This is the message that I presented at Tompkins Corners UMC for the 5th Sunday in Lent, 30 March 2003. The Scriptures for this Sunday are Jeremiah 31: 31 – 34, Hebrews 5: 5 – 10, and John 12: 20 – 33.
I have a note that says this is supposed to be the 4th Sunday in Lent but the scripture readings are for the 5th Sunday. Since I have a message listed for the 4th Sunday in this sequence, I think that I have the date for this message wrong; it should be 6 April 2003.
The scriptures for the last few weeks have spoken of the covenants God has made with us. God made covenants with us through Noah following the flood, Abraham following his move to the Promised Land and reaffirmed when he was tested at Mount Moriah and then finally Moses during the Exodus. The old covenants demanded adherence to regulations that the people were unable to keep. Above all other commandments, the people were commanded to love and serve God and abandon all other others. This they did not do. The history of Israel as the chosen people is permeated with idolatrous activity, only occasionally broken by periods of true faithfulness to God. The people seemed incapable of acting in sustained obedience.
As I look at what is happening around us, I have to wonder if we are not repeating some of the same mistakes. After all, we presume to be God’s people, our politicians regularly invoke God’s blessing on our actions. But our actions show that our beliefs are only momentary and only when it is convenient for us. In a world in which we have been commanded by God through Christ to feed the hungry, clothe the naked, heal the sick, comfort the needy and lift up the oppressed, it seems that we are more concerned with our own self interests than the needs of others. And I am not speaking of the nation as a whole but as a nation of collective individuals.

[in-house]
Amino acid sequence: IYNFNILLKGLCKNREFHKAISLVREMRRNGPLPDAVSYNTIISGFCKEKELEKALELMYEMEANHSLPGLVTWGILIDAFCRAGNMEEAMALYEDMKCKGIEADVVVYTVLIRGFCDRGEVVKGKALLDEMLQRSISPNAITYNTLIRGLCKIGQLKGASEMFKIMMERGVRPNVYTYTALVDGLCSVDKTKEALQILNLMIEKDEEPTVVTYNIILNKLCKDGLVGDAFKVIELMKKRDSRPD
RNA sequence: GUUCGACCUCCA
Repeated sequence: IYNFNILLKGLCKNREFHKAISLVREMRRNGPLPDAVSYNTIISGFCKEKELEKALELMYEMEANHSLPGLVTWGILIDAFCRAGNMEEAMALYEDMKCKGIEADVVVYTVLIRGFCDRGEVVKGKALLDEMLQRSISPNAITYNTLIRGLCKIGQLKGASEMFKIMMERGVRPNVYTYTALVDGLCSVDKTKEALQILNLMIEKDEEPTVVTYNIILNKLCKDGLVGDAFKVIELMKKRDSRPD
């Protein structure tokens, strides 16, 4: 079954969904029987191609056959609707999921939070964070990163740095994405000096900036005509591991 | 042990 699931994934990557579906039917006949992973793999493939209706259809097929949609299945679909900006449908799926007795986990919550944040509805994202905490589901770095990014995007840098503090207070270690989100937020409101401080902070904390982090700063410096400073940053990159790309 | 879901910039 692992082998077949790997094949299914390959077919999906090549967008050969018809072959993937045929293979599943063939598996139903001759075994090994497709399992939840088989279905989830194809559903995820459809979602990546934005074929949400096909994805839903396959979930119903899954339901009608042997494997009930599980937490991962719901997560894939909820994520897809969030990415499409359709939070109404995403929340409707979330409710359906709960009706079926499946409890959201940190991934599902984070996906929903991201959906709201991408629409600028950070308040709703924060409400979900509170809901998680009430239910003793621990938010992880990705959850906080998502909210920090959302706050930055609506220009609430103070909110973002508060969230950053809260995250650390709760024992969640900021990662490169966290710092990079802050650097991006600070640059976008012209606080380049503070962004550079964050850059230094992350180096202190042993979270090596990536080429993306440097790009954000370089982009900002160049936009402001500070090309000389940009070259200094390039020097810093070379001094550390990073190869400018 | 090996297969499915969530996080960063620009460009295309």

We seem more interested in what we have now and protecting it than we are in insuring that we have a future. I fear that our actions today, if continued, will destroy any hopes for the future.
Just as in Jesus’ day, those who have power use it for their own benefit rather than for the benefit of all. Just as in Jesus’ day, many of today’s spiritual leaders interpret the scriptures so as to enhance their own positions and power. What I fear is that the religious leaders who dominate the world viewpoint today have done more to drive people away from Christ than to bring them to Him.
These same individuals tell us that the Bible’s words are fixed in meaning and it is a meaning that only they and a select few others can understand. But this view is contradicted by the fact that the words that they say are fixed are written in English so that we can read them. But the English was translated from Latin and the Latin was translated from the Greek and the Greek was translated from the Aramaic, which leads me to wonder just exactly what were the actual words in the first place. We are presented in the world today with a view of Christians who claim Biblical justification for opposing abortion yet seem to almost worship warfare when it is done in the name of God. It is not the words of the Bible which we should be looking at but rather the thought and context of the words.